Author: Oliver Lindsay
Publisher: McGill Queens Univ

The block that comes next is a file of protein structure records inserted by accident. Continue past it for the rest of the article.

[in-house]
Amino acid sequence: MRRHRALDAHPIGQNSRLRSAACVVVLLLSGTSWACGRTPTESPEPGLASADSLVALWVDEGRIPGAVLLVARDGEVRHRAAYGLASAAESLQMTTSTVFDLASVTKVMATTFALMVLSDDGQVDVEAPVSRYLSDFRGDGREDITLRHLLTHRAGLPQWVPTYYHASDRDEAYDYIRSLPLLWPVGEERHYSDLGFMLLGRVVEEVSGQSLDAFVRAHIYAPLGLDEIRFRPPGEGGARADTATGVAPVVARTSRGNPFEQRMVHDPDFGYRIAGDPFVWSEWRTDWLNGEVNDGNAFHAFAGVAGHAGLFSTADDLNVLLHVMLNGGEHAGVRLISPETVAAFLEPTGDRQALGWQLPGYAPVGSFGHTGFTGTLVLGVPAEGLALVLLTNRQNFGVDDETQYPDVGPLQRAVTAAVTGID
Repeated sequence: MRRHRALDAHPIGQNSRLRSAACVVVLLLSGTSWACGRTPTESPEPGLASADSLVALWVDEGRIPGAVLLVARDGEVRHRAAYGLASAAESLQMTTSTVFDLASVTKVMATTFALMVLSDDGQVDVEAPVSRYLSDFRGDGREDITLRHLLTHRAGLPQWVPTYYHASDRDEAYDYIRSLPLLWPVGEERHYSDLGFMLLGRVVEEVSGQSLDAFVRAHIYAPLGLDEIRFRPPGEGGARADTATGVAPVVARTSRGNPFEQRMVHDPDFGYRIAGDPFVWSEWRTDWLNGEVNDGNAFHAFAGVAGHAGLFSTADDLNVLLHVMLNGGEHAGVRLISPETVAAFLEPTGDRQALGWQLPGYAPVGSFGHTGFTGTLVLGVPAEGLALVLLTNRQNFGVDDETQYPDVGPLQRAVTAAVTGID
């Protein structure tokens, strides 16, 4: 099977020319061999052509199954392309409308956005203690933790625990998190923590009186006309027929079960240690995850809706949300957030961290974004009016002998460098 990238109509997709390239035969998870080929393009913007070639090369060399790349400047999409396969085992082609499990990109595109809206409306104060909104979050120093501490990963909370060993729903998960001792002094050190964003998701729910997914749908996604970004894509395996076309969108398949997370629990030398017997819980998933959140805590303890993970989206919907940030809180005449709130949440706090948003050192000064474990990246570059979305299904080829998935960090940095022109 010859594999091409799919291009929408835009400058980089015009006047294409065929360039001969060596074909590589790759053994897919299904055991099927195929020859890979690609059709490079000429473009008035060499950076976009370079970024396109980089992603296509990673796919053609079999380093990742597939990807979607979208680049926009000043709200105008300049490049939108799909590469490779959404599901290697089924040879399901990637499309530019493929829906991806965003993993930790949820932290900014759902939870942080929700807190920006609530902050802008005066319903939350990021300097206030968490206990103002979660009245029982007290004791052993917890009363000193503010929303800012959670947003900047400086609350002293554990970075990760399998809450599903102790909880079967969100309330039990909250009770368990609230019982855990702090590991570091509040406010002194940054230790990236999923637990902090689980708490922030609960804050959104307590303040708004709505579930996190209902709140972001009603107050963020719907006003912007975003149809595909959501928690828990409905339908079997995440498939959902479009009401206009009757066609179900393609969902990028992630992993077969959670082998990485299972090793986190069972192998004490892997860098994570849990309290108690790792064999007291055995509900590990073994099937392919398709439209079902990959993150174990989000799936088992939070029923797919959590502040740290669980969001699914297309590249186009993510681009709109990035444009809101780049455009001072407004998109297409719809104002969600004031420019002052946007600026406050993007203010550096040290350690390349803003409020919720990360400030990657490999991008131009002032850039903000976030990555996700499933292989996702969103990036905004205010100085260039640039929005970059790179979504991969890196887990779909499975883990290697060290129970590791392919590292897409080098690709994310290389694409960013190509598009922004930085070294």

"An authoritative account of the whole campaign. Above all, this book reflects the courage of those who fought and suffered in the defence of Hong Kong." - From Field Marshall Lord Bramall's Foreword It has been over sixty years since Hong Kong was liberated from the Japanese. In a sharp and detailed portrayal of the period, Oliver Lindsay offers a graphic account of how the British, Canadian, Indian, and Chinese defenders surrendered Hong Kong to the Japanese on Christmas Day 1941 after eighteen days of intense fighting. The Battle for Hong Kong, 1941-1945 is illuminated by the remarkarkable personal story of John Harris. An architectural student, he was pitched into battle as a subaltern in the Royal Engineers and was a prisoner of the Japanese for four years. His powerful testimonial describes the appalling struggle to survive in a Japanese prison camp. Thoroughly researched, particularly through exceptional access to war diaries, The Battle for Hong Kong also explores the catastrophic repercussions of the sudden collapse of the British Army Aid Group (cover name for the agency that handled spies in Southeast Asia) and the resulting suspicion that Britian's senior intelligence officer was working for the Japanese, the role of military leaders in prolonging the fighting and the serious casualties that resulted, and the true extent of the atrocities inflicted on POWs and internees.